Re: How to estimate Variance of a Poisson distribution?

Quote:

Originally Posted by

**laban1** I prefere to look at it as

__n is always the number of timeslots - one sample per timeslot__

Sometimes I dont get to sample every minute in some areas.

In fact, the timeslots are directly given by the sample-rate.

If i get 6 samples per hour my timeslots are 10min per definition. If i get 60 samples per hour my timeslots are 1min.

Ok then I suggest you use 10 min time intervals to avoid getting lots of zeros. If you have 6 timeslots per hour then you can measure for 10 hours to get 60 samples. Of course the more samples you can get the better

Quote:

That was bad news I think! __If I find the constant, then I could subtract it and then do the Pearson X^2 ?__

On a Poisson, What is over-dispersion really comming from, finding more high values weighting the tail than for the polulation? I feel it would be the opposite. or is it due to noise that squared get higher weight since that is usually not Zero centered ?

If you found the constant then you could subtract it from every measurement and make a confidence interval for the mean. Since you can change your time intervals to 1 minute it should be very easy to find the constant if you are only monitoring 10 houses.

Re: How to estimate Variance of a Poisson distribution?

Quote:

On a Poisson, What is over-dispersion really coming from, finding more high values weighting the tail than for the population? I feel it would be the opposite. or is it due to noise that squared get higher weight since that is usually not Zero centered ?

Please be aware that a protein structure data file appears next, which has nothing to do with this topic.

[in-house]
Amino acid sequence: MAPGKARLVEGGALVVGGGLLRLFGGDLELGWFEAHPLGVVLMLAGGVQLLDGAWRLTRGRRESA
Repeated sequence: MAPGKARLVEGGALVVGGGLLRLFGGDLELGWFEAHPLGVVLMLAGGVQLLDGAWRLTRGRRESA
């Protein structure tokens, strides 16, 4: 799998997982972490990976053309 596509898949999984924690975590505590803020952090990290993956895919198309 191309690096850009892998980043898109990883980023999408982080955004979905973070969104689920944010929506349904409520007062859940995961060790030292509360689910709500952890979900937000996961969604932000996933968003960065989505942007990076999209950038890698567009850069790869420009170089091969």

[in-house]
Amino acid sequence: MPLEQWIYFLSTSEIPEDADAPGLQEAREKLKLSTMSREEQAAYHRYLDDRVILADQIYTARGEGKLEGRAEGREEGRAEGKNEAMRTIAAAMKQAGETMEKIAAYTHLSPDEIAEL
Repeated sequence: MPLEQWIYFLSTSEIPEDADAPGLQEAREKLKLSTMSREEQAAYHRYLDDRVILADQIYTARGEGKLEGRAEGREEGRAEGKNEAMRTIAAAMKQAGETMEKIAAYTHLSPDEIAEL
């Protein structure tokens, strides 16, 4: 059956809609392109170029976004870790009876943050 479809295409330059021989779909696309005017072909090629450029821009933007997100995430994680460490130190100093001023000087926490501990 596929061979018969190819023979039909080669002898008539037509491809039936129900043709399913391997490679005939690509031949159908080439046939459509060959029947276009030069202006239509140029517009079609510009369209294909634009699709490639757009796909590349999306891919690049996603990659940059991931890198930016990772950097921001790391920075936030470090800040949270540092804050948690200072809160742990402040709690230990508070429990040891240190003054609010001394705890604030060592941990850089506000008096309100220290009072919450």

Yes the over-dispersion comes from observing the higher values more often than you would expect if the system was a poisson distribution exactly.

Re: How to estimate Variance of a Poisson distribution?

Hi again and thanks for your input!

a)Any thoughts about my reasoning about ci mean / ci variance?

b)"Yes the over-dispersion comes from observing the higher values more often than you would expect if the system was a poisson distribution exactly."

What I was hoping for was if you had some sort of physical explaination on why this "often" is the case.

c)I'm thinking of two ways on using/looking at the data.

First, is taking each night in a month and make an estimation of the mean for each night. And then making some "mean of mean"

Or

Gathering all month in one "gigantic" experiment.

Any thoughts on which one would be preferable?

d) Do you have any experience/ thoughts on using Pearson's?

3) How would I use this Pearson? If Pearson would e.g. be 1,2 then I should divide my estimation of the mean by variance by 1,2 to get a "truer" value of the mean?